SAN DIEGO -- Despite chronic absenteeism and an allegation of sexual misconduct, labor leader Mickey Kasparian was allowed to stay on the San Diego County Democratic Central Committee after an effort to expel him in September.
The next day, the party received a $10,000 contribution from Kasparian's union, one of the largest donations of 2017.
The party said that the timing of the payment was coincidental and the contribution from Kasparian's union, the United Food and Commercial Workers Local 135, was requested months earlier. But the sequence of events has raised questions among Kasparian's and the party's critics, who see the money as a way the union boss kept himself close to political leaders as he fought against allegations of boorish behavior.
"I think that the timing of the contribution is very suspicious," said Chris Lopez, a UFCW 135 member and frequent critic of Kasparian. "Also, as a union member, he never asked the membership if he could give $10,000 to the Democratic party. We feel that the membership should be aware of the contributions to Democrats to Republicans or anything.
"Now, finding out it's the day after he's absolved, it's very, very suspicious," said Lopez, a produce clerk, by phone. "I don't like it at all."
The exact timing of when the union made the payment is unknown. It might have been an instant electronic payment the day after the party decision. But it's also possible that the union sent a check by mail days before the decision.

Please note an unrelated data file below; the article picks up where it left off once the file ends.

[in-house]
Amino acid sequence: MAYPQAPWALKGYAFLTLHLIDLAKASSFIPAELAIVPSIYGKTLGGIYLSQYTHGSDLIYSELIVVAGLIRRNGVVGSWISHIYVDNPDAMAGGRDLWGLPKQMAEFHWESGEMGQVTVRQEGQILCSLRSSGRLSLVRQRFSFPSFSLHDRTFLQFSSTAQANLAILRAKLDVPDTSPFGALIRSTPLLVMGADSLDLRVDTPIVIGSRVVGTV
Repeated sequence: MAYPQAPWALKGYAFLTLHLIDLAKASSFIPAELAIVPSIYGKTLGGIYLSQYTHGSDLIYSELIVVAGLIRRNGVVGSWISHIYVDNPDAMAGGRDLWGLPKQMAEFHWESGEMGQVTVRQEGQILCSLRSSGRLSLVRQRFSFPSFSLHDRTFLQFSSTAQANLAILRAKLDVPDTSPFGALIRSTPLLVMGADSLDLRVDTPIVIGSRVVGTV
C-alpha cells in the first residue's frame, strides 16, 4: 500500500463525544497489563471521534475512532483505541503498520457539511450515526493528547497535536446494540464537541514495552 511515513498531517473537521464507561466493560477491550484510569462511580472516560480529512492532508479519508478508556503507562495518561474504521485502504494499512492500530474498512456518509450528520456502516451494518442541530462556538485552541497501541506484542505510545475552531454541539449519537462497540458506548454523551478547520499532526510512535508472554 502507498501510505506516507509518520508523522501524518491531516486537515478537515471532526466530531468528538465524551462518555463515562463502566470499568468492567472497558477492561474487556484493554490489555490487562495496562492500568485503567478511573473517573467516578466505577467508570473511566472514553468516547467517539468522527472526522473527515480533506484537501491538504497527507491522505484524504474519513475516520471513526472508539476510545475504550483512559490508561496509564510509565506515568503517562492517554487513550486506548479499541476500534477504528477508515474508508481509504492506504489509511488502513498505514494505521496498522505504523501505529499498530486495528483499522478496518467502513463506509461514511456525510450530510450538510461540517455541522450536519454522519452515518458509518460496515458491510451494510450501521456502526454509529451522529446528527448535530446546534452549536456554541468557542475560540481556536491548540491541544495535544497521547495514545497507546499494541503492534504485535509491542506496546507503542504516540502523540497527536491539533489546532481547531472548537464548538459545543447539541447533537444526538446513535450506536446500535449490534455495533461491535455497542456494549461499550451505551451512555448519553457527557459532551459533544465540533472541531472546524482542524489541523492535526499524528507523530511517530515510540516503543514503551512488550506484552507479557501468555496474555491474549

Kasparian, the treasurer of the union's political action committee, did not return a request for comment. Critics said even a payment sent before the party decision would be suspect.
"The appearance of impropriety that comes with the timing of the donation in question is unfortunate and betrays a lack of political acumen. I'm disappointed that the party I love seems to be unable to square our values with our actions, locally," said Shawn VanDiver, a Democratic activist and the director of the San Diego Chapter of the Truman National Security Project.
The revelation that Local 135 donated to the Democratic Party was contained in finance records that became public last week, and comes as the nation discusses sexual misconduct by men in power and the people and institutions that protect them.
In Washington, D.C., and Sacramento, Democrats have purged allies and their own lawmakers who have been accused of sexual misconduct. In San Diego, the party has not taken similar steps to distance itself form Kasparian, who has been similarly accused of wrongdoing. Kasparian denies all the accusations.